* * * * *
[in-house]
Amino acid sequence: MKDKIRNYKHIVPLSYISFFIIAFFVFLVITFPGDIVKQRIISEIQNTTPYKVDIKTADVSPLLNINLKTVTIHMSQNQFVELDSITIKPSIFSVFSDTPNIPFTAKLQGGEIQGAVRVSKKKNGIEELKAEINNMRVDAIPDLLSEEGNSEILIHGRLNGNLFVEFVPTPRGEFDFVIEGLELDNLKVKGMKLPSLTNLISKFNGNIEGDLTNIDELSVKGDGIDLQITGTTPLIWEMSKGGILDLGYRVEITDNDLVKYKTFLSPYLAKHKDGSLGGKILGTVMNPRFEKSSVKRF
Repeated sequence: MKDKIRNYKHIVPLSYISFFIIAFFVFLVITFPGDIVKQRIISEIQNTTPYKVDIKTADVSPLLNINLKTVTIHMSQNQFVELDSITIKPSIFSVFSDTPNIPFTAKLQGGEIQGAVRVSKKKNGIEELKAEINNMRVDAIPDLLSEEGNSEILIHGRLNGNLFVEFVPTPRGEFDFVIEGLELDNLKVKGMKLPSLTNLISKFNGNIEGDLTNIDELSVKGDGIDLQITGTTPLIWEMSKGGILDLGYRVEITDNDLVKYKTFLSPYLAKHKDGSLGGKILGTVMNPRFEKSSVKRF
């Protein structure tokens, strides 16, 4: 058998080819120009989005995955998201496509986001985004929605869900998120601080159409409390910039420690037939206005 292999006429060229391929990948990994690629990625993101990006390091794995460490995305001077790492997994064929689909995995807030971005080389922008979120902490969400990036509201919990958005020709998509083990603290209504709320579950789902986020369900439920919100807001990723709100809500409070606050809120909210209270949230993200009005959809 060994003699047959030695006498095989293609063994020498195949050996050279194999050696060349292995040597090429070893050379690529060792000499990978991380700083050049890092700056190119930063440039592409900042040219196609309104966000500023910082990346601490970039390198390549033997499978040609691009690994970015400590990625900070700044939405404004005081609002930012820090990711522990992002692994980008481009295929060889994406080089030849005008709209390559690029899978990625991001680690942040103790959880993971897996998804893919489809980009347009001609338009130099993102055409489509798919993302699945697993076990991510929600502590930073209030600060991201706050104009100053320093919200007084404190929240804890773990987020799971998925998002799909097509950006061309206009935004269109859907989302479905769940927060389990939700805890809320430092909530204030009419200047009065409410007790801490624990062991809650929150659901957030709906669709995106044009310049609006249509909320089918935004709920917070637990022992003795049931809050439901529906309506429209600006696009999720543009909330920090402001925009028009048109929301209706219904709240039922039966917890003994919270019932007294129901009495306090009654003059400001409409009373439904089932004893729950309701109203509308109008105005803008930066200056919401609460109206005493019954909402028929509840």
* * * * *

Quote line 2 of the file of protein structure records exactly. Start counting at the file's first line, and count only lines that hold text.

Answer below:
Amino acid sequence: MKDKIRNYKHIVPLSYISFFIIAFFVFLVITFPGDIVKQRIISEIQNTTPYKVDIKTADVSPLLNINLKTVTIHMSQNQFVELDSITIKPSIFSVFSDTPNIPFTAKLQGGEIQGAVRVSKKKNGIEELKAEINNMRVDAIPDLLSEEGNSEILIHGRLNGNLFVEFVPTPRGEFDFVIEGLELDNLKVKGMKLPSLTNLISKFNGNIEGDLTNIDELSVKGDGIDLQITGTTPLIWEMSKGGILDLGYRVEITDNDLVKYKTFLSPYLAKHKDGSLGGKILGTVMNPRFEKSSVKRF